The New Age composer, rock music producer, entrepreneur and filmmaker Paul Gilman, who produced a film about using music to communicate with ocean mammals, is being sued by the Securities and Exchange Commission for allegedly defrauding 40 investors of $3.3 million over the course of three years.
Filed Monday in Texas federal court, the SEC's suit against Paul Gilman, who it says refers to himself as a "whale whisperer," accuses him of misleading investors in his three companies, GilmanSound, WaveTech and Oil Migration Group (OMG). GIlman claimed that OMG had developed "revolutionary technology based on 'sonication' that would transform the oil and gas industry by using soundwaves to cheaply and effectively lower the viscosity of oil," according to the complaint, which would presumably lower the cost of oil distribution and processing. With WaveTech, Gilman claimed to have developed a separate sound-based technology for water separation and purification of oil, the SEC alleges.
Multiple attempts to contact Gilman's representation, Dallas-based attorney John Teakell, were not returned. Teakell did give a statement to USA Today on Tuesday however, saying his client "believes that the evidence will show that the subject technology was being developed and continued to be developed. Therefore, he had no intent to defraud anyone." Multiple attempts to contact WaveTech were not returned. Calls to Raymond McGlamery, the registered agent of Oil Migration Group, were also not returned.
The SEC claims Gilman misled several individuals about what their investments would be used for, and that he instead spent the funding on travel, designer clothes and cash withdrawals at casinos. Those investors included a nurse in Dallas, from whom he is said to have taken $540,000, a psychology professor in Parker, Texas,. from whom he received $60,000 and a church minister in Franklin, Tenn., who gave him $100,000. The latter received a repayment of $100,000 after he became "disillusioned with Gilman" and asked for his money back, which the SEC refers to as a "Ponzi payment" — besides that Ponzi payment and a separate legal settlement, the government claims no money raised by Gilman was ever returned to investors.
The companies were the most recent in a long line of projects related to sound and music from Gilman.
While GilmanSound's exact purpose isn't clear — a report on its work from 2014 said Gilman was "coy about how the system works" — it was founded in order to improve the audio of sports stadiums, and secured at least two clients, both in Texas, that NPR could confirm. And the work it did still gets a thumbs-up from at least one of its customers.
"In 2011, the Texas Rangers purchased equipment and paid for service from GilmanSound to improve the audio system in the Globe Life Park seating bowl," says John Blake, executive vice president for the Texas Rangers, in a statement to NPR. "The work certainly enhanced the sound, especially as it pertained to the audio on the video boards and the ballpark speakers. Our dealings with GilmanSound have been very professional. Other than that, we really have no other comment."
The Houston Astros declined a request to comment, but did confirm that Minute Maid Park, its home stadium, also installed technology from GilmanSound. However, the SEC accuses Gilman of misappropriating investor funds from GilmanSound as well, after it "failed to perform" — NPR was unable to find up-to-date contact information for GilmanSound.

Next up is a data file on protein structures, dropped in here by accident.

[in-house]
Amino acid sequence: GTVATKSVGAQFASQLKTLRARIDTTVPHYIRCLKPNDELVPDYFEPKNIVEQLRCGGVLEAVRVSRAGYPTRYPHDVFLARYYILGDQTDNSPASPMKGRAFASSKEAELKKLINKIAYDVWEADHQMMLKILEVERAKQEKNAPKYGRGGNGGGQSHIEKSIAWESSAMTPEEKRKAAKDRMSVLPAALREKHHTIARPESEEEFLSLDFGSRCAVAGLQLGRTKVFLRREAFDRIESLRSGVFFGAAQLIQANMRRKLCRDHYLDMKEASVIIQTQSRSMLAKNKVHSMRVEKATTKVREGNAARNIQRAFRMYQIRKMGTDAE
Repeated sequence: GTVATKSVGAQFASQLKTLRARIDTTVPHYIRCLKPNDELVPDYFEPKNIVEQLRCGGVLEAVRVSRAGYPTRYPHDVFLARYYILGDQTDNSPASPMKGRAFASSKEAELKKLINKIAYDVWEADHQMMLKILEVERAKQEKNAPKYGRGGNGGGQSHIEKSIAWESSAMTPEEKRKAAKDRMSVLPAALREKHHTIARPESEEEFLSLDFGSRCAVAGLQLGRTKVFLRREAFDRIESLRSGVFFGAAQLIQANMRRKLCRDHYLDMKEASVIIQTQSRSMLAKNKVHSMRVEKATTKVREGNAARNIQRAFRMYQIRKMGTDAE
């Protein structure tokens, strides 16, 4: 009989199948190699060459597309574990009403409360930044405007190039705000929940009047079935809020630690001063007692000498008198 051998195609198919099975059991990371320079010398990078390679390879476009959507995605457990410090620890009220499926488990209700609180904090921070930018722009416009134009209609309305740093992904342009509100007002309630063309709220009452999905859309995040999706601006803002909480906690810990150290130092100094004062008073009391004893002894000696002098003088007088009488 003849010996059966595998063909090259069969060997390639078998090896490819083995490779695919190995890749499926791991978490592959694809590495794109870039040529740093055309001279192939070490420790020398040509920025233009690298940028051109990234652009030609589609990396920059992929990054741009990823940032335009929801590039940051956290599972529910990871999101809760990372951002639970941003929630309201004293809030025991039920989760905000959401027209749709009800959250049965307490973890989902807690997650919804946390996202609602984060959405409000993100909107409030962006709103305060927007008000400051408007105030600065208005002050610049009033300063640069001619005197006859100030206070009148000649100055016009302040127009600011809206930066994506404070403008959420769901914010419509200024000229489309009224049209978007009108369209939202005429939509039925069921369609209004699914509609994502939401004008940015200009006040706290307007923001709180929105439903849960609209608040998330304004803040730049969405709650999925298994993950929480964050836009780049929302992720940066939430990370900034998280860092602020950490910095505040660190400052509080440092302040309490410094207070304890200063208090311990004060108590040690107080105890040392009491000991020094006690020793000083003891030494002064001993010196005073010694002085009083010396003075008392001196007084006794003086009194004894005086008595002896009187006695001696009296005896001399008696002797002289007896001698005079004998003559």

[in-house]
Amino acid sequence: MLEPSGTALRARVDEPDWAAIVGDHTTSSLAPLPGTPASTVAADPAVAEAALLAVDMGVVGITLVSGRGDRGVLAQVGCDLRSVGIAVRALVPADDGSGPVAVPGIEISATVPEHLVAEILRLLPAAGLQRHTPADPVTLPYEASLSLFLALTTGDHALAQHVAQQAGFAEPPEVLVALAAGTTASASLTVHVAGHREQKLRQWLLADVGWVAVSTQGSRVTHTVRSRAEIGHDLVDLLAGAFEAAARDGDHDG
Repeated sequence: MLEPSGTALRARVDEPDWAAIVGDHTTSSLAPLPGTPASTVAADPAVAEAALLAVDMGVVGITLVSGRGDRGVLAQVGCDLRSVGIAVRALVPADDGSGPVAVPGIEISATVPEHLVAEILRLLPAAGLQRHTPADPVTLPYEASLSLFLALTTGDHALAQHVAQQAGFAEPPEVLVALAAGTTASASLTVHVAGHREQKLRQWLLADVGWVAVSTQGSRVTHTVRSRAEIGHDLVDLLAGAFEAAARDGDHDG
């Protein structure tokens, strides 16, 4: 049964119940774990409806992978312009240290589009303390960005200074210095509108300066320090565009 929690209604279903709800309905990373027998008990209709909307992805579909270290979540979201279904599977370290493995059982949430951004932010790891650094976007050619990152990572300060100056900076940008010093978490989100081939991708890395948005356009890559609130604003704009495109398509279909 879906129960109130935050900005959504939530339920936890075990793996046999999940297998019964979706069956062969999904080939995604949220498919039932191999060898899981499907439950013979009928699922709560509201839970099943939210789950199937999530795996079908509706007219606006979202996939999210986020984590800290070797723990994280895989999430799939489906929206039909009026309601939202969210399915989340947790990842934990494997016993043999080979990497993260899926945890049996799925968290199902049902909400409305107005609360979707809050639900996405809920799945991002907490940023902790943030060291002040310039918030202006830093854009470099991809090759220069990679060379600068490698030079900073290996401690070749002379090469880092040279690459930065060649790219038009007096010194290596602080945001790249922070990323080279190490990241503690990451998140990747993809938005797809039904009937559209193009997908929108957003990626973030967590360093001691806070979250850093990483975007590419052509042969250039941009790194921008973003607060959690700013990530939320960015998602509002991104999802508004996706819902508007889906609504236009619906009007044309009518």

During that interview, Gilman said he was led to the project after receiving a call while working with John Phillips, of The Mamas and The Papas. "I'm in a studio with Papa John Phillips, producing for him ... I get this call from a gentleman named [indecipherable] from Hawaii, and he's a kahuna, a medicine man, who had heard my music through friends. He called up and said 'You are the one who will carry the message to the whales and dolphins, you must be here tomorrow.' I looked at John and said, 'I have to go now.' " Gilman goes on to explain how he cultivated a relationship with that kahuna, which led him to research direct communication, through music, with whales and dolphins.
In that same 2015 interview, Gilman claimed to have worked with Apple on audio technologies alongside the engineer John Worthington, who did not respond to a request for confirmation. Apple did not immediately respond to a request for confirmation that Gilman had worked with the company.
So, given that Gilman appears to have spent his life working in both music and technology, the question has to be asked: Could this oil project of his ever, if developed, bear fruit?
Sanat Kumar, professor of chemical engineering at Columbia, tells NPR that Gilman's oil viscosity technology is "not out of the realm of possibility, but very unlikely. To reduce a liquid's viscosity you would need to apply sound at frequencies comparable to or faster than that of the liquid molecule — a molecule in a liquid is bouncing around like a dust particle in a beam of light, only much, much more rapidly. These frequencies are much too high, something like 109 or 1010 Hz - remember that humans only hear between 20 and 20,000 Hz. At these frequencies you will cause cavitation in the liquid that could cause damage and possibly destroy whatever [is] carrying the oil."
In a trailer for Ocean Odyssey, a voice-over explains: "Paul Gilman's calling will bring him face to face with a defining moment that will help us all realize how little we know, how much we have to learn. A moment that will inspire us to believe in those things we can't prove with research and statistics. Things that can only be explained with our hearts."